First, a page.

The fatal economic month of October 1929 saw Bill again approaching his father to fund a bid for a “big job in my line”. Hard times had already commenced. The son was “a little perturbed because of the depression” but still looked forward to “a moderate amount of work shortly”. The slump was inexorable though. On 26 January 1930 Bill informed his father that things were “very bad here” although under the circumstances he was still getting along “comparatively well”. Reality however could not be denied. By the following April Canberra, Bill had to admit, had “gone flat”. The threat of impending dismissals cast a gloom over the entire infant capital.
The Great Depression killed off Bill’s hopes – which his father was desperate to realise – of his becoming a successful and independent private contractor. Life had become a battle for sheer survival. In 1931 Bill’s landlord, it seems, gave him notice to quit his home in Jardine Street although Bill was happy to go because foreclosure meant that he had no more debt. By 1934, after moving to Giles Street in non-gentrified Kingston, he was involved in road maintenance work that was “strenuous” and “infinitely more arduous” than the same class of work that he had done back in Melbourne. He gained extra income as best he could; in the spring of 1934 he advertised that he had a six years old milch Jersey cow for sale.
Bill’s father had long since thrown in his lot with the anti-Labor forces in Australian politics. Bill, however, was ready in the wake of his Depression-era misfortunes to chart an opposite course. He was prepared to return to the bosom of Labor. His declining standard of living caused him, in 1934, to definitely associate himself with trade union activity and labour politics. After he became a labourer on the roads he joined the legendary Australian Workers Union. On 11 April 1934 he appeared as a witness for the AWU when annual leave claims by various unions came before the ACT Industrial Board.
Just before Christmas he was included in a deputation which lobbied the Minister for the Interior on behalf the provision of “good conduct holidays” for ACT workers.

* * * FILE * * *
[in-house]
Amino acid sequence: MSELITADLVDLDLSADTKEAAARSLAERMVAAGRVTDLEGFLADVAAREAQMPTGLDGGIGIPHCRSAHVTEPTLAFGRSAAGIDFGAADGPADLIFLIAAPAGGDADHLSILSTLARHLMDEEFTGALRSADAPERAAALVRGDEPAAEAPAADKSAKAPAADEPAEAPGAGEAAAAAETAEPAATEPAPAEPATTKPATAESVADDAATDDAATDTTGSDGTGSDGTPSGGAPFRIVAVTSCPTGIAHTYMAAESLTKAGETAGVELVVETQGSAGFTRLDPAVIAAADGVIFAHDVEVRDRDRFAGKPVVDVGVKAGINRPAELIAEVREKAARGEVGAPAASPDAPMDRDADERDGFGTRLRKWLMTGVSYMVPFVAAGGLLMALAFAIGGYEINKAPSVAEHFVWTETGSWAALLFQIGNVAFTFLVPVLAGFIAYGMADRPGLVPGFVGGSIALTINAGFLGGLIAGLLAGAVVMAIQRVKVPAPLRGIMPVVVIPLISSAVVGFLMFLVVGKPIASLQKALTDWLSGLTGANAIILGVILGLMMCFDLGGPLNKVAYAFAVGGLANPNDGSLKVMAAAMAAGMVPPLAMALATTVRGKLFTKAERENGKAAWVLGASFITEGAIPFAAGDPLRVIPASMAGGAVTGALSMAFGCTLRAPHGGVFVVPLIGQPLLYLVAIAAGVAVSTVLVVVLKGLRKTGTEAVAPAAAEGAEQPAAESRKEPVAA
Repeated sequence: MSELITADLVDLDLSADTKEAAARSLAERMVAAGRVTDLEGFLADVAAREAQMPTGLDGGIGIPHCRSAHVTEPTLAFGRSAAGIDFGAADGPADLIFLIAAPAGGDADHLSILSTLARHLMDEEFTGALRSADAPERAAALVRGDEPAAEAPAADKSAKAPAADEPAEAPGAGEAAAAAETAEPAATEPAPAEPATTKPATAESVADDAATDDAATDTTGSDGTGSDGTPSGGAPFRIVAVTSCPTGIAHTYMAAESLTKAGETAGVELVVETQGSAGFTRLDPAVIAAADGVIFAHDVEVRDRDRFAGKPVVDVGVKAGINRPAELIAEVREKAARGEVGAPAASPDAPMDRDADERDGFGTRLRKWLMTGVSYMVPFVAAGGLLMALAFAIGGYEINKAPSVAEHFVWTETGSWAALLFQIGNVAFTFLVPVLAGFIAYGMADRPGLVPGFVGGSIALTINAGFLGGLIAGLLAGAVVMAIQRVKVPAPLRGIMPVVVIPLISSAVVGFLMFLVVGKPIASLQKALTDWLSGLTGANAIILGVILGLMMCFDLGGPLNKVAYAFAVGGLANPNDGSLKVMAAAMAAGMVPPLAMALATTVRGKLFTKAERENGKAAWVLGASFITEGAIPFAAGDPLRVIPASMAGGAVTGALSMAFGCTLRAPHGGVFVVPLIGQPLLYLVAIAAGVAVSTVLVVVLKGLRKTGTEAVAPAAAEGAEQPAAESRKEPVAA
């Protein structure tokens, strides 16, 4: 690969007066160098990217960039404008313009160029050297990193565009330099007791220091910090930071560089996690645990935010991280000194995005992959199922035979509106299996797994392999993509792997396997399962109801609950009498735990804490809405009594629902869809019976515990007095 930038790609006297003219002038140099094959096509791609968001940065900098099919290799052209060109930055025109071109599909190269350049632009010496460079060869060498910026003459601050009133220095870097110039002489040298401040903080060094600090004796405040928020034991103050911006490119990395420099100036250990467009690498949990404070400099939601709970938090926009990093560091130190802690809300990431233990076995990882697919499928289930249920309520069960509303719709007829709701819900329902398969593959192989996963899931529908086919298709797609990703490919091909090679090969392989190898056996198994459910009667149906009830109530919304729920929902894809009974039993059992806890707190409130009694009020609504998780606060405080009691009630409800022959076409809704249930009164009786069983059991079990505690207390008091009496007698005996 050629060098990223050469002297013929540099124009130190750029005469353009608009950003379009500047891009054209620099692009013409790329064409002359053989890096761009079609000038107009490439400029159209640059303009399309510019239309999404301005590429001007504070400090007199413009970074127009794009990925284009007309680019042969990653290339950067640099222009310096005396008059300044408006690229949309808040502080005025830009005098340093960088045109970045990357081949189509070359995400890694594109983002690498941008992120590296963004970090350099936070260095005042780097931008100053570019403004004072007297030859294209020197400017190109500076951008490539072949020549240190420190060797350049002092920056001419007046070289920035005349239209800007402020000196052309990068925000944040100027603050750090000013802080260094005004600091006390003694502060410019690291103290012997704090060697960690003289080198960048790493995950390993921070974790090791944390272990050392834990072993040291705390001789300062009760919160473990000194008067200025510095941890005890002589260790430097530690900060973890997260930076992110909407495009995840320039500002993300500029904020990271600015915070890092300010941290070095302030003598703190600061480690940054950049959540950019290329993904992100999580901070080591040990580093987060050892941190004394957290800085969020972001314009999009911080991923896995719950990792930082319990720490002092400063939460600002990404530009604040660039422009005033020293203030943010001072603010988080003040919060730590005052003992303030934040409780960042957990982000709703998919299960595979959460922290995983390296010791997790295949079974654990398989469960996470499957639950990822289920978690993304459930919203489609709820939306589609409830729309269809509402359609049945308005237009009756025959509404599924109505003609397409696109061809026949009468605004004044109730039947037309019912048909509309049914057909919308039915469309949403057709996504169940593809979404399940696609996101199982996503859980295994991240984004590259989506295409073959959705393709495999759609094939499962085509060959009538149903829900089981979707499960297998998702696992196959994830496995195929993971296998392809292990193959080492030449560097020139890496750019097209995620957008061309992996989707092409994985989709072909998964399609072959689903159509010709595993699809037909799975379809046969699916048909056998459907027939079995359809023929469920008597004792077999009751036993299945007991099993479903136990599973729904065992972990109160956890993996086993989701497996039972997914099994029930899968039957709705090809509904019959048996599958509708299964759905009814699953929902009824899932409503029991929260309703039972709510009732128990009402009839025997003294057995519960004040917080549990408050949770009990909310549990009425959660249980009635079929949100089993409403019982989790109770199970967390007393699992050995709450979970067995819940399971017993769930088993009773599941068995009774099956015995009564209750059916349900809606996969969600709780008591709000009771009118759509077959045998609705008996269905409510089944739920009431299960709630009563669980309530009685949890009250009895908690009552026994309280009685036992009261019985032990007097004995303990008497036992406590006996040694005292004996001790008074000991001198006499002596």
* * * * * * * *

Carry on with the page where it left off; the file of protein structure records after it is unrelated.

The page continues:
Early on in the following year references in the Canberra Times charted his strengthening labour connections. He was President of the local AWU branch in Canberra and also was Vice President of the Canberra branch of the ALP.
Bill’s new alignment had no impact on his filial affection even though his father was labor’s arch-rat. He was well aware that his father was dubious about his work ethic in view of his lack of financial prowess and was prepared on that account to make him the object of his barbed wit (on one occasion he described his son as a “Roads Scholar”). He resented his father’s attitude but was determined not to lose contact; he wanted, he told his father, to show his continued pride in and loyalty to the extended Hughes family.
His signal failure to make his mark as a private contractor eased Bill’s integration with the workers and the unemployed of Canberra. He could rely on being able to connect with a solid body of fellow battlers. At the start of 1935 there was a concerted push in the Canberra branch of the ALP for the conservative Lyons federal government to shift the balance in its public works employment policy in Canberra away from the carrying out of such work by private contractors in favour of more use of departmentally controlled (and employed) day labour.
On 13 March, following a meeting of relief workers which he chaired, Bill Hughes participated in a deputation which met the Minister for the Interior (Thomas Paterson). The deputation dwelt on the failure of the Government to provide adequate day labour in Canberra. Bill’s erstwhile diffidence in the face of journalistic curiosity had become a thing of the past. There was no more shying away from potential public references to his link to the celebrated Billy Hughes. He was so eloquent in denouncing stand over tactics by contractors that the Minister suggested that he must have “inherited a certain picturesque touch”. The Minister, when he came to respond, assured the deputation that Canberra men would be given preference in government contracts.
The Minister also promised that his Department’s current policy of providing one week’s work in five for single unemployed men would be adhered to. Failure to uphold this guarantee led to another meeting of the unemployed. Chaired by Bill, it called on the AWU to support a march to Parliament House to demand more relief work for the unemployed. The meeting also decided to fund and organise efforts to resist eviction orders. On 8 April Bill chaired the meeting at which AWU endorsement was given to the proposed march. The demonstration was intended to show that unionists and the unemployed were a united force.